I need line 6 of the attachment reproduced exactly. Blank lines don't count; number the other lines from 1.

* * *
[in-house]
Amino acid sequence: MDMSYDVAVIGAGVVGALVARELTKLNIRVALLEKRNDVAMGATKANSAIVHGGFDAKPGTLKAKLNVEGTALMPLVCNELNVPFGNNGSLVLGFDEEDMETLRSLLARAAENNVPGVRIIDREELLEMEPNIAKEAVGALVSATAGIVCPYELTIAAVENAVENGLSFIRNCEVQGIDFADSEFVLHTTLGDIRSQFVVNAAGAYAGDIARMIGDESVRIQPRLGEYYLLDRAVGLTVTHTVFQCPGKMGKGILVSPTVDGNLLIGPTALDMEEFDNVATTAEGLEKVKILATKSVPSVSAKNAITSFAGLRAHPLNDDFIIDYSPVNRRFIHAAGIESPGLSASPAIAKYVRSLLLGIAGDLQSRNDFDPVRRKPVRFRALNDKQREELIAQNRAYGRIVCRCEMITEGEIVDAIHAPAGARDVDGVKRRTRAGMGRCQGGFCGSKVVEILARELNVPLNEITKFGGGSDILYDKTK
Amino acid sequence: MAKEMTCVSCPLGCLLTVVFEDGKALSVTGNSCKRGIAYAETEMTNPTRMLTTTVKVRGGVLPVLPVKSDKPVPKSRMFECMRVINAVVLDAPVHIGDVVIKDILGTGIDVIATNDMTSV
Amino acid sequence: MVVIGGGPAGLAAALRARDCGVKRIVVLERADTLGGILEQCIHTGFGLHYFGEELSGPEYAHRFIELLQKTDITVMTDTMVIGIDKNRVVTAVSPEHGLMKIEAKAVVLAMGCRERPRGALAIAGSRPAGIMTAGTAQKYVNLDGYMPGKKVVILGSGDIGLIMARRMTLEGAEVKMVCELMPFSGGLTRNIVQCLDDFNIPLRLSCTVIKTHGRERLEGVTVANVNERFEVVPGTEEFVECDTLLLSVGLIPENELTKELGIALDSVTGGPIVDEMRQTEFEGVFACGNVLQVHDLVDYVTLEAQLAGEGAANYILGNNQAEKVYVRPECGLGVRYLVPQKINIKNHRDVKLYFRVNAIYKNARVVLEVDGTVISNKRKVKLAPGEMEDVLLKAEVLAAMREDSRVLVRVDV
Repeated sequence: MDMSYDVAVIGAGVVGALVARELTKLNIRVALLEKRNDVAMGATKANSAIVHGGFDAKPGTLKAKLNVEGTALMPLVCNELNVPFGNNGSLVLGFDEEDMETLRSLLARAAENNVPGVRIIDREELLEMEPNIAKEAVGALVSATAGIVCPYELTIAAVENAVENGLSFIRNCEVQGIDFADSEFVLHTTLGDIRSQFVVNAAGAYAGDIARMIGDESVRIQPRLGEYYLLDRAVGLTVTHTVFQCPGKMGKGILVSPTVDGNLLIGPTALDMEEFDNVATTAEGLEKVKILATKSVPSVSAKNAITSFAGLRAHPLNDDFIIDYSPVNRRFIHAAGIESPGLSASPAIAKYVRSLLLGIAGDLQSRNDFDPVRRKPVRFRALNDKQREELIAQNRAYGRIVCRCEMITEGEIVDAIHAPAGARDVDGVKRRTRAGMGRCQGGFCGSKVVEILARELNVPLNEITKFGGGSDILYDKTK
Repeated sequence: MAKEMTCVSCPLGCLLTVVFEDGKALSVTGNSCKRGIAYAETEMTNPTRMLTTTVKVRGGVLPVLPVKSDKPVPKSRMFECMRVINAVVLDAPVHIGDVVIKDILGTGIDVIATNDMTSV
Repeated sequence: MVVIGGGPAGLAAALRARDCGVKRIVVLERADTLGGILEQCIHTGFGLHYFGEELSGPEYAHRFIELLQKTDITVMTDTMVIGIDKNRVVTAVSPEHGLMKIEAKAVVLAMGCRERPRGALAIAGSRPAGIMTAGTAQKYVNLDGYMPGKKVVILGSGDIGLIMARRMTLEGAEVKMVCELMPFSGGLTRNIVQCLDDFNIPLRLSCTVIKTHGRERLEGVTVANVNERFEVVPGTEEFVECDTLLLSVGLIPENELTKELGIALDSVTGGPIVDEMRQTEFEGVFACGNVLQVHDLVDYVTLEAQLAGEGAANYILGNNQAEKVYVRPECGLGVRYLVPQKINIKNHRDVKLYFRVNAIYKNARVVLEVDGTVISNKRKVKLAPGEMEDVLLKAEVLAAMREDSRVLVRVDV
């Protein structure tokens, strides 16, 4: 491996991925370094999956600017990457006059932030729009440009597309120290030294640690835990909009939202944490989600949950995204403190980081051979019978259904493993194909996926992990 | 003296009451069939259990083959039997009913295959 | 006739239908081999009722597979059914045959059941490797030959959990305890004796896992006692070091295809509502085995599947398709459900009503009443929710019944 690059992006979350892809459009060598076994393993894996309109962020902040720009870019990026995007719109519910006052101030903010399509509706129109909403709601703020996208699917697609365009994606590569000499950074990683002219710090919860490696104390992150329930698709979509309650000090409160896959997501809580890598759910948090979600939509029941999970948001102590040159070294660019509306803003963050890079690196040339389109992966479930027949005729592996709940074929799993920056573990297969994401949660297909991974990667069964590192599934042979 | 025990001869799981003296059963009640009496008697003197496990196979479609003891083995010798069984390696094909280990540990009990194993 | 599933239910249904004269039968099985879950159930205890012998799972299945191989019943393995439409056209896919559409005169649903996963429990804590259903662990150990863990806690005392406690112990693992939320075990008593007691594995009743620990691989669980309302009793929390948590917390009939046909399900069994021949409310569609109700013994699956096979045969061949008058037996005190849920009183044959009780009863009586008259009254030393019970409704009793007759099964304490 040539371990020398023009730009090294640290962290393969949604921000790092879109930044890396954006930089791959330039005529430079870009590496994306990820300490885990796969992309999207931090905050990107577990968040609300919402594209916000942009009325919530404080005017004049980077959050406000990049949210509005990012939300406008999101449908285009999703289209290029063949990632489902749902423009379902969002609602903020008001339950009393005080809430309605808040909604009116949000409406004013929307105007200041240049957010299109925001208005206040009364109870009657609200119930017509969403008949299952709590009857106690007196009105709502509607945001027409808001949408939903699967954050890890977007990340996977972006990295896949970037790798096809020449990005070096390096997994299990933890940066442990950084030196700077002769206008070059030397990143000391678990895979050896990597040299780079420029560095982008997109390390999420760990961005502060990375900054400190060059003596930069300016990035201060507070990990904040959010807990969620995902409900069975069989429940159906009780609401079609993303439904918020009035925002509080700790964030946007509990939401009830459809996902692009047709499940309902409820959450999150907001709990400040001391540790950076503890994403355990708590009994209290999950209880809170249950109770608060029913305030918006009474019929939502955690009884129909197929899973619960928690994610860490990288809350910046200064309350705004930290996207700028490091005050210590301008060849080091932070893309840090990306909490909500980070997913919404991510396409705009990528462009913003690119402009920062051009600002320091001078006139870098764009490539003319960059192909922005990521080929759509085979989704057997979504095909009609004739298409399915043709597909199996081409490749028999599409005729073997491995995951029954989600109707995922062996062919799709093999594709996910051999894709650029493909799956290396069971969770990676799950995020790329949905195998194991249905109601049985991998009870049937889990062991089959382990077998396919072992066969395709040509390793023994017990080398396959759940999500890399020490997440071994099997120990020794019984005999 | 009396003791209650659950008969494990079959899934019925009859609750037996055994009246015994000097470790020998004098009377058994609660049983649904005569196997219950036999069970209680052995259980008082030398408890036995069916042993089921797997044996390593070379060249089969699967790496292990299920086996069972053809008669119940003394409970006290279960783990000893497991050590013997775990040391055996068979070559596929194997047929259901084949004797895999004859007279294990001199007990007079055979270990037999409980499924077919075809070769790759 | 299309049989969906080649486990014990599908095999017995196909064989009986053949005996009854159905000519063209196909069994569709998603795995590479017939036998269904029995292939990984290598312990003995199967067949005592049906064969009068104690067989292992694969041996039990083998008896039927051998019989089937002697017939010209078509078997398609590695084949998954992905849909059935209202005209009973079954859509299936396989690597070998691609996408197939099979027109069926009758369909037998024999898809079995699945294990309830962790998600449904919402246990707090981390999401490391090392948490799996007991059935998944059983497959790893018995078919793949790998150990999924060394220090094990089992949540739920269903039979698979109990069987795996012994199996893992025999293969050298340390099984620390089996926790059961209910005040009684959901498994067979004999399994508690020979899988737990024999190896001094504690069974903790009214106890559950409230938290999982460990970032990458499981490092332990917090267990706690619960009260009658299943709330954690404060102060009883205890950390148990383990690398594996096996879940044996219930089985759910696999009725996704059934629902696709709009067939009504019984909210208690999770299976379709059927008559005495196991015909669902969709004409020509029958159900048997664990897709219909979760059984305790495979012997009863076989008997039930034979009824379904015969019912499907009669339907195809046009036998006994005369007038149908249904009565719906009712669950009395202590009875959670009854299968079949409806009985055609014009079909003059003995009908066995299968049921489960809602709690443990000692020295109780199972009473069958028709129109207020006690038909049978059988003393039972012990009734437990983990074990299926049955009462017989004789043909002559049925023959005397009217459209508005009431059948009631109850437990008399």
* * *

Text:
Repeated sequence: MAKEMTCVSCPLGCLLTVVFEDGKALSVTGNSCKRGIAYAETEMTNPTRMLTTTVKVRGGVLPVLPVKSDKPVPKSRMFECMRVINAVVLDAPVHIGDVVIKDILGTGIDVIATNDMTSV